Venom may also contain varying mixtures of bufotenines, which are indolealkylamines with differing degrees of oxytocic, pressor, and hallucinogenic properties. These toxins are contained in small amounts in the skin and more heavily concentrated in the parotid glands found on the head, with some species having additional toxin glands on their hindlimbs (e.g. Incilius alvarius [formerly Bufo alvarius]). Additionally, some venom is known to contain active catecholamines (epinephrine, norepinephrine), though rapid GI degradation likely limits the clinical effect.1
While LD50 values do exist for the individual bufotoxins and some bufogenins in some animals, these values provide little clinical or treatment guidance since the clinical syndrome that occurs after Bufo species exposure is the result of the combination of various toxins, rather than one single toxin.
GI signs (hypersalivation, retching, vomiting) after exposure are often seen immediately or within 30 minutes. The more severe cardiac signs have occurred in as short as 15 minutes after exposure, though delayed signs up to four hours have been reported.1,2
The most commonly reported cardiac abnormality in dogs is tachycardia, with heart rate at times exceeding 260 bpm. More serious cardiac aberrations reported include VPCs, junctional escape beats, and atrioventricular block (first and second degree). Frequently, these arrthymias are profound enough to cause hypotension, resulting in acute collapse or prolonged recumbency.2,3 In people, bradycardia is the most commonly seen cardiac disturbance. This difference in people could be attributable to a more consistently seen hyperkalemia contributing to the decreased heart rate.1,4
Additional signs commonly reported in animals include tremors, seizures, dypsnea, tachypnea, disorientation, and ataxia. These signs were consistently reported within the first hour of exposure to the toad.2 Hyperkalemia is a consistent hematologic abnormality found in people, though not consistently reported in animals.1,2,4 No other hematologic abnormalities are consistently reported in people or animals.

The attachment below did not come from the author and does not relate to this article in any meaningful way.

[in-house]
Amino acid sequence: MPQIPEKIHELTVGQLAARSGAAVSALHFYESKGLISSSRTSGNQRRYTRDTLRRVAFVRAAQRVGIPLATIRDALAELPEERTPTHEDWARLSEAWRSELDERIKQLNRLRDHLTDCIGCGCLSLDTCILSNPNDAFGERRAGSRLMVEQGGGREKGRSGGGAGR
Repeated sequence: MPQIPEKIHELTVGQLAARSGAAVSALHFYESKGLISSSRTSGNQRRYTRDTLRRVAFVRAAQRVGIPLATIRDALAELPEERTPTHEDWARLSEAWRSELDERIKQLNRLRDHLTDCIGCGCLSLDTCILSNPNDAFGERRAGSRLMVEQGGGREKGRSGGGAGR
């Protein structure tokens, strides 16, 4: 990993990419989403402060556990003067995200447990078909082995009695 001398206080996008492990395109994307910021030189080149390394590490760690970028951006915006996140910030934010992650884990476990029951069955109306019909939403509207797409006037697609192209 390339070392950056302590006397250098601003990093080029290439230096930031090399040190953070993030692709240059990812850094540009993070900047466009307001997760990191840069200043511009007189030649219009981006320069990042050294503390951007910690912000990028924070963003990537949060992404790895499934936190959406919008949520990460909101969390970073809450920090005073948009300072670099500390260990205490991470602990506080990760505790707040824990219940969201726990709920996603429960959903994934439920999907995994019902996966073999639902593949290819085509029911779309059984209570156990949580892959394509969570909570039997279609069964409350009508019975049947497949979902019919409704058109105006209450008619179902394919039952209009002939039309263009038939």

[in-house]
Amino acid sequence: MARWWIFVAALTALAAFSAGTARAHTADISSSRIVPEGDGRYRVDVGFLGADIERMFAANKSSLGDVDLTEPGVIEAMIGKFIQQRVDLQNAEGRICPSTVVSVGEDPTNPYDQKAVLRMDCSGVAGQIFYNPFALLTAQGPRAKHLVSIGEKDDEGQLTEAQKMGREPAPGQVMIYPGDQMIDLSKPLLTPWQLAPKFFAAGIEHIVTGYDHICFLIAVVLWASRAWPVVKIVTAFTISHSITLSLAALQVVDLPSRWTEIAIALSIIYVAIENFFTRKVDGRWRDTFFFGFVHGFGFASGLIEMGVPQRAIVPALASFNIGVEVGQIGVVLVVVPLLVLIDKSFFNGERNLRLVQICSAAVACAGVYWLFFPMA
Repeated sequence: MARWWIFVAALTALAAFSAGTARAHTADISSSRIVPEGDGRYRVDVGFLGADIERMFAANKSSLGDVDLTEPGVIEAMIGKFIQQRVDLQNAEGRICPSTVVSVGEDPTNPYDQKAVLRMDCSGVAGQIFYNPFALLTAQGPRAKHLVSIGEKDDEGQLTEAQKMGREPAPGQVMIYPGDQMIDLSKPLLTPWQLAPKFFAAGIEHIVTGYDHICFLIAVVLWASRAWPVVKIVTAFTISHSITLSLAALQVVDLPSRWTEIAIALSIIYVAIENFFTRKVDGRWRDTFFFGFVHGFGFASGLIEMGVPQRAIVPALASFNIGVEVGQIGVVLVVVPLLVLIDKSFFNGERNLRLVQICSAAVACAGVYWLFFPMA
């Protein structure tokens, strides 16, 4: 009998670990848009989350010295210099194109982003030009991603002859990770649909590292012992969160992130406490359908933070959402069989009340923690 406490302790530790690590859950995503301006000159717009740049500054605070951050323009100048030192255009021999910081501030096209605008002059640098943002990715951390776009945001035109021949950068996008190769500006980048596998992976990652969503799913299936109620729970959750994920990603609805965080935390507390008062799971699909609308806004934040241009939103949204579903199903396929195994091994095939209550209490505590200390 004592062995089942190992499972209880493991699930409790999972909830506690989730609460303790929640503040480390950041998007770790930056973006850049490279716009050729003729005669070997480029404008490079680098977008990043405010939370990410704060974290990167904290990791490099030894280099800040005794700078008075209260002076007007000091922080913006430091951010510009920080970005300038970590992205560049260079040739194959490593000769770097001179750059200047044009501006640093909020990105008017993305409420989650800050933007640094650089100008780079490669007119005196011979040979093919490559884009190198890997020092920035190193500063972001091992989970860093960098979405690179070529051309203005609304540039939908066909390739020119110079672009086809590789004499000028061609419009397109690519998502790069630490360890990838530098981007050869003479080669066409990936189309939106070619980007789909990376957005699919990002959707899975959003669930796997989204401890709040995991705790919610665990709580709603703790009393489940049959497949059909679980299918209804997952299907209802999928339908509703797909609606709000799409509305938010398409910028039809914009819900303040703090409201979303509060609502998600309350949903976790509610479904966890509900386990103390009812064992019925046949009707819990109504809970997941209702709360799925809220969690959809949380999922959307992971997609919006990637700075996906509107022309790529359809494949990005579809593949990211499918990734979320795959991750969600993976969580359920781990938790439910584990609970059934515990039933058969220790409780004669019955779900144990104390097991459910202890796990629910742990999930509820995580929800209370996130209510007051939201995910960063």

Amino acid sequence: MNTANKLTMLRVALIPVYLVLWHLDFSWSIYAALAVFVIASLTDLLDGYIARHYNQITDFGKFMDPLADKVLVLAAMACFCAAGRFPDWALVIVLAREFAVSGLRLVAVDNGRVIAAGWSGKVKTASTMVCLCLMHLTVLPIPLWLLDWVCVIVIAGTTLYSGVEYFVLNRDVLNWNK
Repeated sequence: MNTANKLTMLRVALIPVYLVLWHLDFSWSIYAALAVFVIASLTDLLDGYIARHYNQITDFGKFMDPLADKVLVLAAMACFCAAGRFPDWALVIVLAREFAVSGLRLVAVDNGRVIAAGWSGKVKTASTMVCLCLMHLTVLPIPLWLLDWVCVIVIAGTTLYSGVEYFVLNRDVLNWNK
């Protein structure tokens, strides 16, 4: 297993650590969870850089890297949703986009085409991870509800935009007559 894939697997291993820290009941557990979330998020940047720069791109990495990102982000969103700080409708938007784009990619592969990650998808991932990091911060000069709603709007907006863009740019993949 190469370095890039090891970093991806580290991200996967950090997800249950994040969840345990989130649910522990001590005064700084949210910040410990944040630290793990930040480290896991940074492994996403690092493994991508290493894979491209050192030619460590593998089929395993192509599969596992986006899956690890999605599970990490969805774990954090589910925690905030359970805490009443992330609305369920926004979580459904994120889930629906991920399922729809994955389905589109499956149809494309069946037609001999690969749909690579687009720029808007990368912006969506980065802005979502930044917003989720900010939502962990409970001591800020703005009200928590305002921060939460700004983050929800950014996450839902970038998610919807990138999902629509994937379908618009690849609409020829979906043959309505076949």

Diagnosis is based on history of exposure (toads in yard, history of interaction with toads, or evidence of toad tissue in vomitus), with rapid onset of GI signs (vomiting, hypersalivation), CNS effects (shaking, trembling, seizures), and, potentially, cardiac signs (ECG changes, collapse, pale mucous membranes). Differential diagnoses include exposure to organophosphates, grayanotoxin-containing plants (Rhododendron, Kalmia, Pieris species), digoxin-containing plants (Oleander, Digitalis, Convallaria species), beta-blockers, and methylxanthines.
The goals of therapy are early decontamination, control of GI signs, and monitoring and stabilization of CNS and cardiac signs.
1) Decontamination. Because of the rapid onset of signs, emesis should only be employed in patients exhibiting no or mild clinical signs known to have consumed aspects of the toad. Emesis can be induced with either hydrogen peroxide (2.2 ml/kg orally, can be repeated once) or apomorphine (0.03 mg/kg intravenously).
Animals that have simply mouthed the toad receive no benefit from the induction of emesis. For such cases, immediately rinse the mouth with a copious amount of water. Activated charcoal (2 to 4 g/kg) has been shown to bind other cardiac glycosides and is likely effective with bufotoxins as well. Administration of activated charcoal is contraindicated in an animal showing central nervous signs or significant vomiting. A second dose (six to eight hours after the initial dose) may be warranted in cases with persistent clinical signs where immunoglobulin fragments (ovine digoxin immune Fab [Digibind—Smithkline Beecham]) is not available. Gastric lavage is also a potential option, especially when large pieces or amounts of the toad have been consumed or seizure activity necessitates the use of anesthesia.
2) Control of GI signs. For control of additional GI signs, antiemetics (maropitant 1 mg/kg subcutaneously once a day) are indicated. Atropine should not be used for hypersalivation unless additional cardiac indications (bradycardia) also exist as it may aggravate tachyarrhythmias later in the clinical course. Seizure activity can be controlled with either diazepam (0.5 to 1 mg/kg intravenously), pentobarbital (3 to 15 mg/kg intravenously), propofol (3 to 6 mg/kg intravenously), or gas anesthesia. Tremors can also be controlled with methocarbamol (55 to 220 mg/kg intravenously to effect).
Fluid therapy is warranted to prevent dehydration from GI signs, support cardiovascular functions, and increase the elimination of the venom. As with digoxin toxicity, noncalcium-containing fluids (e.g. Plasma-Lyte A [Baxter], Normosol R [Hospira]) are recommended.